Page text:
Image of Gary from Guts Gary Paulsen - Image of tree cover hills


What were your favorite books to read as a kid?

I was a terrible reader as a kid, terrible student—I failed the ninth grade. I didn’t read much because it was so hard for me. It wasn’t until a librarian gave me a book that I became a reader. I only wish she’d shown up earlier and that every kid who doesn’t like books finds someone like her. She turned my life around, she really did.

Who are your favorite authors/books to read now?

Patrick O’Brien’s series about the British Navy; I've read them all countless times and I learn something about sailing, and writing, each time.

Did you have other jobs before becoming a writer?

I was an electronics engineer, a magazine editor, a contractor, a sailor, a musher, a carney worker, a farmhand. I did a little bit of everything before I found writing.

Why do you enjoy writing?

Because, when the dance with words works, the hair on the back of my neck lifts up. It’s a feeling like nothing else.

If you could be another profession, what would it be?

Sailor or dog musher.

What are your hobbies?

Sailing on the Pacific, riding my horse in the mountains near my ranch, reading.

What is your favorite book you have written?

Always the next one.

When is your birthday?

May 17

Where were you born?

Minneapolis, Minnesota

Do you have kids?

Yes. I have three—two boys and a girl.

What authors do you like besides yourself?

Patrick O’Brien, Charles Dickens, Stephen Jay Gould, Carl Sagan.

What’s the best advice you have for kids?

Read like a wolf eats.

What's the best advice you have for someone who wants to write books?

Read like a wolf eats. And write something every single day. Commit to writing every day for at least 5 minutes, no excuses, no skipping, gradually add more time at the desk. Keep writing, don't just sit there. Even if you wind up deleting everything you've written, at least keep your hand moving and the words flowing. The best way to get over or through writer's block is to keep writing. Eventually, you'll get to the good stuff.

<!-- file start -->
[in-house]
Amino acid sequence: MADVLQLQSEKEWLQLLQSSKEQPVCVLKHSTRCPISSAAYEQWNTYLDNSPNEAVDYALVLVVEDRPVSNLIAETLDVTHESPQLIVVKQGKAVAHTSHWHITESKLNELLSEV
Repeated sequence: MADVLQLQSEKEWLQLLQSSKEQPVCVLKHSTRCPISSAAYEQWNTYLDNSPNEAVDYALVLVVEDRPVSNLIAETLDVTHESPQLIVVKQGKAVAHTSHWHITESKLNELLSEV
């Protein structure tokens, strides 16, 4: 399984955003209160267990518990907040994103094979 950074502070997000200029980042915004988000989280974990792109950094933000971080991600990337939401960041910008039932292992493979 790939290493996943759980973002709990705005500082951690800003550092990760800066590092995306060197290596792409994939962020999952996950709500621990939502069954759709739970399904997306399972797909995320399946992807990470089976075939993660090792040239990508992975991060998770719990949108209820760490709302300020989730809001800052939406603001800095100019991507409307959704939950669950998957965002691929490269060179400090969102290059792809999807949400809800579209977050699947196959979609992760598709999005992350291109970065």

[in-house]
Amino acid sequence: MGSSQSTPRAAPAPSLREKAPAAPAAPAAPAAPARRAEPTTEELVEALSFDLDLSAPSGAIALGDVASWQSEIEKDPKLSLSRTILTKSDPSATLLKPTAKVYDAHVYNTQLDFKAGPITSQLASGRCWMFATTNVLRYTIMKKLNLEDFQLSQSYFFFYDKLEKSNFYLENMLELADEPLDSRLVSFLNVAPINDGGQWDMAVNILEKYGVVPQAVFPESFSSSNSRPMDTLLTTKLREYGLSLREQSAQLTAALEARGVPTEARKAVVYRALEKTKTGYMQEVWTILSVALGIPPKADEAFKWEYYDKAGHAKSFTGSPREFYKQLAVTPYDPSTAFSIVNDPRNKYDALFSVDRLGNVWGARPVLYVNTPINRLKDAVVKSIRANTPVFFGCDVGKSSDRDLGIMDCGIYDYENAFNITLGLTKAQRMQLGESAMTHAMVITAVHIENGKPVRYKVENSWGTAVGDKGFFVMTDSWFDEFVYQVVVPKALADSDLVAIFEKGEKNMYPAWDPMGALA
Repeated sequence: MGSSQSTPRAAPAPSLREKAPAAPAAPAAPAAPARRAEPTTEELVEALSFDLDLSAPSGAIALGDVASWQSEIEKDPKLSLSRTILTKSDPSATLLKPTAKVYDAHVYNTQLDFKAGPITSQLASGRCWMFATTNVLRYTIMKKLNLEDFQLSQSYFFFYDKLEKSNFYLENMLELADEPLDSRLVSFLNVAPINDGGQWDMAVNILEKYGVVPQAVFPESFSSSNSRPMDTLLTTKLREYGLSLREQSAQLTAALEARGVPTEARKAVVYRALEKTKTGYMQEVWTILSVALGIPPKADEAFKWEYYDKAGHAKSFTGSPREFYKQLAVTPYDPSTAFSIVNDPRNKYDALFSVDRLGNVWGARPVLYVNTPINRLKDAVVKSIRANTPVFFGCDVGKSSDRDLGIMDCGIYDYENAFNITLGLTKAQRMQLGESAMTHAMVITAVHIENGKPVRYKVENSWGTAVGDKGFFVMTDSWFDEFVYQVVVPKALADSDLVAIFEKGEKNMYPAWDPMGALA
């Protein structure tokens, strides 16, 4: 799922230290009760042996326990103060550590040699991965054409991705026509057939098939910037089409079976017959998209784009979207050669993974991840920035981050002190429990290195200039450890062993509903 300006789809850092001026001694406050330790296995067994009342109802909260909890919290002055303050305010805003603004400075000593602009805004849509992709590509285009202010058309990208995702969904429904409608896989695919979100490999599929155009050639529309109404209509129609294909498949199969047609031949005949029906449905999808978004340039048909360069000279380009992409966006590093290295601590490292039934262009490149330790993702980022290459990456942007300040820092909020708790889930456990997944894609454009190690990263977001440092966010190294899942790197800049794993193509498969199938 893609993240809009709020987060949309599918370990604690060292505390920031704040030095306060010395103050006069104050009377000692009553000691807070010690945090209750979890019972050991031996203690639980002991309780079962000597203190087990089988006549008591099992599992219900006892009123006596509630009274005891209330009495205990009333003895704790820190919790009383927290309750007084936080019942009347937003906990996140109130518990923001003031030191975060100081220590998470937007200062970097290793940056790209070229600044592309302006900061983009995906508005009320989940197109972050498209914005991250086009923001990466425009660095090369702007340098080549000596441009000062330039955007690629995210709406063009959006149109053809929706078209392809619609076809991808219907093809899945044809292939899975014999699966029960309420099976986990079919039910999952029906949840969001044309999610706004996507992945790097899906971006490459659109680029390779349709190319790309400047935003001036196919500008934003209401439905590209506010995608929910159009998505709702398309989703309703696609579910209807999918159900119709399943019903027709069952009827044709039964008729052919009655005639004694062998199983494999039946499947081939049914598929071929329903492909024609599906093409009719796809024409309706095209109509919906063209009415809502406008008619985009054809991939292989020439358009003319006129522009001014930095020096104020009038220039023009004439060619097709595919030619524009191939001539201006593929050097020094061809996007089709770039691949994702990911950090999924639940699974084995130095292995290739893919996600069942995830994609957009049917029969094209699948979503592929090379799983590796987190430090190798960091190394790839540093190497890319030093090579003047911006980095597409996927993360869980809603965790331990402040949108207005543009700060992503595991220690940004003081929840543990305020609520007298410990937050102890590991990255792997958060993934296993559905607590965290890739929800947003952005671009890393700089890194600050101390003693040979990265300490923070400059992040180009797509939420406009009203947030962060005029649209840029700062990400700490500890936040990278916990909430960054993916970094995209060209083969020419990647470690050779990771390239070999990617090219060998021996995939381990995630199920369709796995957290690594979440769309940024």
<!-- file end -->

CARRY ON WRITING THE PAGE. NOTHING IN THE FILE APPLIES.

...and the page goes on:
What would you tell a kid who's got a really bad home life?

First of all: It won't always be like this; it only feels like forever. This is not who you are and it won't define you as a person, you'll get past it—this is not about you and it's not your fault. Secondly, tell someone—a counselor or teacher at school, your principal. There are probably ways you can be helped if you can let the right people know. You'll be ok, you'll get through this. I did; you will, too.

Are the people in your books based on real life characters?

Some are, like Bass Reeves and Charley Goddard from Soldier’s Heart. But Brian from the Brian books and Sam from Woods Runner and Sarny from Nightjohn and all the rest from Masters of Disaster, Mudshark, Liar Liar and Flat Broke, Canyons, Notes from the Dog, The Monument, The Schernoff Discoveries, White Fox Chronicles, The Transall Saga, The Time Hackers, Haymeadow, The Amazing Life of Birds, The Glass Cafe, The Tucket Series, The Two Lawnboy books, Molly McGinty Had A Really Good Day, are characters I made up. I may have taken bits and pieces from people I know personally or researched, but I created them. A lot of the books—My Life In Dog Years, How Angel Peterson Got His Name, The Beet Fields, Caught By The Sea, Father Water Mother Woods, A Christmas Sonata, Guts, Alida's Song and The Quilt—are about me and my life so I guess I'm a real life character.

What inspired you to write your books?

Ideas always come to me when I least expect it. At any given time, I have a notebook with about 20-30 different ideas that I'm kicking around. I can't pinpoint the exact time or reason I started most of my books. I read and research and write all the time and sometimes, when I'm working on one book, another idea will come to mind and I'll abandon the first to start the second and then go back and forth between them. The more you write and the harder you work, the more ideas come to you. At least that's what's happened to me.

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Photo of Gary Paulsen 2002 by C.E. Mitchell
Hillscape photo 2002 by The Longhouse Company

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